Doctors’ Diaries

For my movie review assignment I chose to watch the Doctors Diaries documentary. I chose it for two reasons. First, since it was one suggested in the course I decided to check it out and it looked interesting. I like documentaries on certain topics, and the following of medical students sounded really interesting to me. The other reason is because my sister just graduated medical school from Michigan State and is currently only a month into her residency. I thought it would be very interesting to see what she and her other colleagues have had to go through and what they will continue to have to endure. Watching the documentary has opened my eyes to situations she has surely encountered. The documentary itself follows the mostly medical, but also personal lives of seven medical students. It continues to follow them throughout medical school, internships, residency, and beyond. The closing of the documentary is 21 years after filming first began. It highlights not only the struggles and hardships faced by these seven individuals, but also the amazing moments that only a doctor could experience. The documentary has no agenda, it does not glorify or criticize the profession, it simply presents the doctor’s stories. It truly makes you appreciate and understand what doctors have to sacrifice, from long hours to marriages, all so they can take care of us.

The documentary presents ideas and topics that we have covered in class. Since the documentary focuses on American medical students going through an American medial school they were learning American medicine or biomedicine. The focus was on examining the body through physical exams, lab work, and treating the sick with pharmaceuticals or surgeries. This is far different from the idea of Cartesian duality that we learned about in week 3. Cartesian duality is basically the splitting of the body (material) and mind (immaterial). Descartes’ is the founder of the concept of Cartesian duality; he thought the body and mind were two completely different substances that interacted with each other (Gabriel-Lecture 3.1). What he have talked about in class is that how in the western world we focus on the body aspect when trying to diagnose and treat illness. We have also discussed how other cultures focus on connecting the spirit and body when attempting to treat the sick. They use an integrated or holistic approach to treatment (Gabriel-Lecture3.1). An example of this approach is the healing dance performed by the Ju ‘hoansi. They do use a quasi-western medicine approach by using herbs and other things to treat the sick replacing medicine, but the main focus is on the dancing where the healers get their powers. This concept is obviously not seen directly in the documentary because its absence from it is how it relates to what we have learned. The documentary shows exactly what we have talked about in several weeks of this course. Western medicines focus is solely on the biological side and lacks any traditional aspects, sometimes to a fault.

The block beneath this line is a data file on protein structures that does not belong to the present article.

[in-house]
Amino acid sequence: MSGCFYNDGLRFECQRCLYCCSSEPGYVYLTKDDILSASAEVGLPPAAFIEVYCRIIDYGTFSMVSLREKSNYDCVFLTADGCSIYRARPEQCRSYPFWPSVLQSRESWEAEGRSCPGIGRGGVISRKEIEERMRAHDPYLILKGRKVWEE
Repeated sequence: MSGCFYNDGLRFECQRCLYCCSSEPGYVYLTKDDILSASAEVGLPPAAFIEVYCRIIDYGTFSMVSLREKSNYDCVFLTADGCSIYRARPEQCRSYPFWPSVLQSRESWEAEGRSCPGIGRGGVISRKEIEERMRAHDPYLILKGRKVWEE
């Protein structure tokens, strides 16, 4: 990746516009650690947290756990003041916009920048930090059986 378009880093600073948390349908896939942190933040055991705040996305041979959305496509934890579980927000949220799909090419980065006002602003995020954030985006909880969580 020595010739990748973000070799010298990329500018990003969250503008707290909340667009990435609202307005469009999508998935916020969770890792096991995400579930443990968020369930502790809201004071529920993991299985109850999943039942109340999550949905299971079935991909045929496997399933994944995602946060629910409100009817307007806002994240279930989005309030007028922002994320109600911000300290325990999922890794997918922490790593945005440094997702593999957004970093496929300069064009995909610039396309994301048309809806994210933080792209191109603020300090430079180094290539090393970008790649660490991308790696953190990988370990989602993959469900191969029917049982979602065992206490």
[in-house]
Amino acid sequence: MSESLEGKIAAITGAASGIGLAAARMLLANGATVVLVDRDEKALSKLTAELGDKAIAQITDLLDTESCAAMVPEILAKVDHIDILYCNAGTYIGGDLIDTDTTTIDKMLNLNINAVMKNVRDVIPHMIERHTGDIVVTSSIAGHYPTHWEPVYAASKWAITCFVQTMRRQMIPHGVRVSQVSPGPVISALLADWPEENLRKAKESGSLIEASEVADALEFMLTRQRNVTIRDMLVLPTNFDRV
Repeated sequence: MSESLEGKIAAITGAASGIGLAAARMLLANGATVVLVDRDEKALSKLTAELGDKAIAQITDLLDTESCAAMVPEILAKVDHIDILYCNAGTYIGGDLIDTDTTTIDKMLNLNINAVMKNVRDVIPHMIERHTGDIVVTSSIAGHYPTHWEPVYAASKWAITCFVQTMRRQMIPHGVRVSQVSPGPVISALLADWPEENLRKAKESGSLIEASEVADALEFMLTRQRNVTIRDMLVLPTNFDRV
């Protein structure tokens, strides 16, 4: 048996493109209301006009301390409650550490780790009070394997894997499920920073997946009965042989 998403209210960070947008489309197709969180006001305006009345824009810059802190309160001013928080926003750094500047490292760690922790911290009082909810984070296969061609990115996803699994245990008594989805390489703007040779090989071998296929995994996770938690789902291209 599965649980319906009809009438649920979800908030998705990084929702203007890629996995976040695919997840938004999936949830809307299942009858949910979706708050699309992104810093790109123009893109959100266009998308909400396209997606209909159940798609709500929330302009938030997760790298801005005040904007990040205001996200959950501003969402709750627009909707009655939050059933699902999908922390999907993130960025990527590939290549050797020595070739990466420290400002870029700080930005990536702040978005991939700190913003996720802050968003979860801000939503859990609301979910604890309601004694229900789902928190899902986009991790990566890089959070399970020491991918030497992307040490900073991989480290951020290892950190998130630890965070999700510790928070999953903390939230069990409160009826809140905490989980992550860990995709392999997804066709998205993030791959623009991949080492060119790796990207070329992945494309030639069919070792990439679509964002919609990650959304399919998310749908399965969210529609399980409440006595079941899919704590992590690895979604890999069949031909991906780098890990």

Another topic from class that was present in the documentary was subtler. It occurred at the very end and actually had little to do with medicine itself. The topic presented related to structural violence. As we learned in class structural violence is social arrangements that put others into harms way, structural because they are embedded in our societies economical and political organizations, and violent because they cause harm to other people (Gabriel-Lecture 5.1). This topic is shown at the end of the documentary when checking up on Cheryl’s life. Cheryl made the decision to leave practicing medicine to become the president of a non-profit called Echoing Green. She was frustrated with repeatedly treating the same patients for injuries that she believed were caused by their surroundings. She thought she would be able to create more change in her patient’s lives by working to fix broken education systems or socioeconomic systems rather than treating an injury in a hospital. This was very interesting to me because I did not expect to have the topic of structural violence appear in a documentary of medical students lives. In class we discussed how structural violence can affect the spread of infectious disease in various countries, whereas in the documentary they were speaking about how certain communities were more prone to violence. Even though they were comparing different aspects of structural violence it is easy to see how this relates to what we covered in class.

I do think that this documentary would be a good addition to this class. I say this because obviously it presents topics and ideas that we have covered in class. Therefore, it could be used as another way to get you thinking about the material, as this assignment has done. Besides the fact that it relates to class another reason I think it would be good for class is simply because I thought it was a great documentary. It was a very honest documentary that had no agenda or Hollywood style, yet still had moments of joy and sadness and I also found it to be inspirational as well.

 

16efc219-1002-4fc0-a225-f53eeee493e9_1.e190a9fed3e94a691c017f883bd84d34

IsaacDLovesChrist. “Doctors’ Diaries (2009) 1 of 2 – Owned by PBS NOVA.” YouTube. 2013. Accessed August 14, 2016. https://www.youtube.com/watch?v=7UwVtKoav0I.

Gabriel, Cynthia. “Cartesian Duality, Biomedicine, and.” ANP 370 Culture Health and Illness. 2015. Accessed August 14, 2016. http://anthropology.msu.edu/anp370-us16/lecture-videos/cartesian-duality-biomedicine-and-spirit/.

Gabriel, Cynthia. “Critical Medical Anthropological Theory.” ANP 370 Culture Health and Illness. 2015. Accessed August 15, 2016. http://anthropology.msu.edu/anp370-us16/lecture-videos/critical-medical-anthropological-theory/.

Leave a Reply